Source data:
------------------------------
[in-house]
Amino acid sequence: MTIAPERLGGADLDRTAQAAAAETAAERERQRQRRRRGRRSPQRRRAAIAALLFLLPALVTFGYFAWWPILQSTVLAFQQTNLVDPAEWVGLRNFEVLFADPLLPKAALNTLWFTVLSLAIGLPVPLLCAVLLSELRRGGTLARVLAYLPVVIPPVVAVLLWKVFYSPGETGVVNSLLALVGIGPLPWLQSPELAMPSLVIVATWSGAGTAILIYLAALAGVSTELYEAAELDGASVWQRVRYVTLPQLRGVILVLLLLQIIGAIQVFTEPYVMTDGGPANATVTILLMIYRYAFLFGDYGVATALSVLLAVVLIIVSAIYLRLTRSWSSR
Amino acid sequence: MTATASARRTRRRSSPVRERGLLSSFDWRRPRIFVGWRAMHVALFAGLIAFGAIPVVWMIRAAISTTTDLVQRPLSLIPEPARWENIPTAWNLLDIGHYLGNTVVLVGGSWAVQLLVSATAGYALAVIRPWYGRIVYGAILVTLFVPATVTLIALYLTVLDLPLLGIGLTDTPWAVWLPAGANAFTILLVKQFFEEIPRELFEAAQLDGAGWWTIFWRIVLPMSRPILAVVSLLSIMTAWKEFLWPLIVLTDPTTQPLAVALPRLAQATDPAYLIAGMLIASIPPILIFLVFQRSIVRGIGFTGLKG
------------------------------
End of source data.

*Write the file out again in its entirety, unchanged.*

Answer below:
[in-house]
Amino acid sequence: MTIAPERLGGADLDRTAQAAAAETAAERERQRQRRRRGRRSPQRRRAAIAALLFLLPALVTFGYFAWWPILQSTVLAFQQTNLVDPAEWVGLRNFEVLFADPLLPKAALNTLWFTVLSLAIGLPVPLLCAVLLSELRRGGTLARVLAYLPVVIPPVVAVLLWKVFYSPGETGVVNSLLALVGIGPLPWLQSPELAMPSLVIVATWSGAGTAILIYLAALAGVSTELYEAAELDGASVWQRVRYVTLPQLRGVILVLLLLQIIGAIQVFTEPYVMTDGGPANATVTILLMIYRYAFLFGDYGVATALSVLLAVVLIIVSAIYLRLTRSWSSR
Amino acid sequence: MTATASARRTRRRSSPVRERGLLSSFDWRRPRIFVGWRAMHVALFAGLIAFGAIPVVWMIRAAISTTTDLVQRPLSLIPEPARWENIPTAWNLLDIGHYLGNTVVLVGGSWAVQLLVSATAGYALAVIRPWYGRIVYGAILVTLFVPATVTLIALYLTVLDLPLLGIGLTDTPWAVWLPAGANAFTILLVKQFFEEIPRELFEAAQLDGAGWWTIFWRIVLPMSRPILAVVSLLSIMTAWKEFLWPLIVLTDPTTQPLAVALPRLAQATDPAYLIAGMLIASIPPILIFLVFQRSIVRGIGFTGLKG